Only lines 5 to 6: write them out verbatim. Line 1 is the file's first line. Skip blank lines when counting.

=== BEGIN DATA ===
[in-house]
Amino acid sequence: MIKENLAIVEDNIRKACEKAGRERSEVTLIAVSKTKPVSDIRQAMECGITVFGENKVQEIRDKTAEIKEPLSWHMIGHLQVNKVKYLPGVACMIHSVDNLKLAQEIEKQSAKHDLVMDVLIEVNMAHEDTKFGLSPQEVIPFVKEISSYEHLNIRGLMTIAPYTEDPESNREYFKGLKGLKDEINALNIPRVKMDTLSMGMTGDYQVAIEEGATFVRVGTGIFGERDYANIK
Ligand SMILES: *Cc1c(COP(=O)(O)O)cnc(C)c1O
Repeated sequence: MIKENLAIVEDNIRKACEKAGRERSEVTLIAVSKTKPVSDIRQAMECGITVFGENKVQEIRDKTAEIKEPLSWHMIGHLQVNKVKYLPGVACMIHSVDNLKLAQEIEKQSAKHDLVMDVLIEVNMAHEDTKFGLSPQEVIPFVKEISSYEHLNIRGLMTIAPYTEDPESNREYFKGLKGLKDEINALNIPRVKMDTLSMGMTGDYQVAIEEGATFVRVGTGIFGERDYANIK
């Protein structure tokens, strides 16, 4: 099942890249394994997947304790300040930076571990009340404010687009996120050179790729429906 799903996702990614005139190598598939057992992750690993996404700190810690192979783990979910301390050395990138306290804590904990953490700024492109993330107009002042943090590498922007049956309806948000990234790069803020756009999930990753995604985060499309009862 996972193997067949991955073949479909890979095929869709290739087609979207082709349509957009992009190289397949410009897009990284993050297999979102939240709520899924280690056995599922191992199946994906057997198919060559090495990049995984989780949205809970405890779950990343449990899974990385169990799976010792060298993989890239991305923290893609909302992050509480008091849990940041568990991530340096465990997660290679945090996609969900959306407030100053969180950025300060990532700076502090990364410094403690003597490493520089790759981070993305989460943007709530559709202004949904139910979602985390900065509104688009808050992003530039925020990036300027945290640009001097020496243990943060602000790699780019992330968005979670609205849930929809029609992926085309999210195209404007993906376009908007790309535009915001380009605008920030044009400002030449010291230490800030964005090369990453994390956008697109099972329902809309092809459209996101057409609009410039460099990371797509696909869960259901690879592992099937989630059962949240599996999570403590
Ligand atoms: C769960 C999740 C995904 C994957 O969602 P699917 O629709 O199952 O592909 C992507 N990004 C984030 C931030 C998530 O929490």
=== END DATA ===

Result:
């Protein structure tokens, strides 16, 4: 099942890249394994997947304790300040930076571990009340404010687009996120050179790729429906 799903996702990614005139190598598939057992992750690993996404700190810690192979783990979910301390050395990138306290804590904990953490700024492109993330107009002042943090590498922007049956309806948000990234790069803020756009999930990753995604985060499309009862 996972193997067949991955073949479909890979095929869709290739087609979207082709349509957009992009190289397949410009897009990284993050297999979102939240709520899924280690056995599922191992199946994906057997198919060559090495990049995984989780949205809970405890779950990343449990899974990385169990799976010792060298993989890239991305923290893609909302992050509480008091849990940041568990991530340096465990997660290679945090996609969900959306407030100053969180950025300060990532700076502090990364410094403690003597490493520089790759981070993305989460943007709530559709202004949904139910979602985390900065509104688009808050992003530039925020990036300027945290640009001097020496243990943060602000790699780019992330968005979670609205849930929809029609992926085309999210195209404007993906376009908007790309535009915001380009605008920030044009400002030449010291230490800030964005090369990453994390956008697109099972329902809309092809459209996101057409609009410039460099990371797509696909869960259901690879592992099937989630059962949240599996999570403590
Ligand atoms: C769960 C999740 C995904 C994957 O969602 P699917 O629709 O199952 O592909 C992507 N990004 C984030 C931030 C998530 O929490």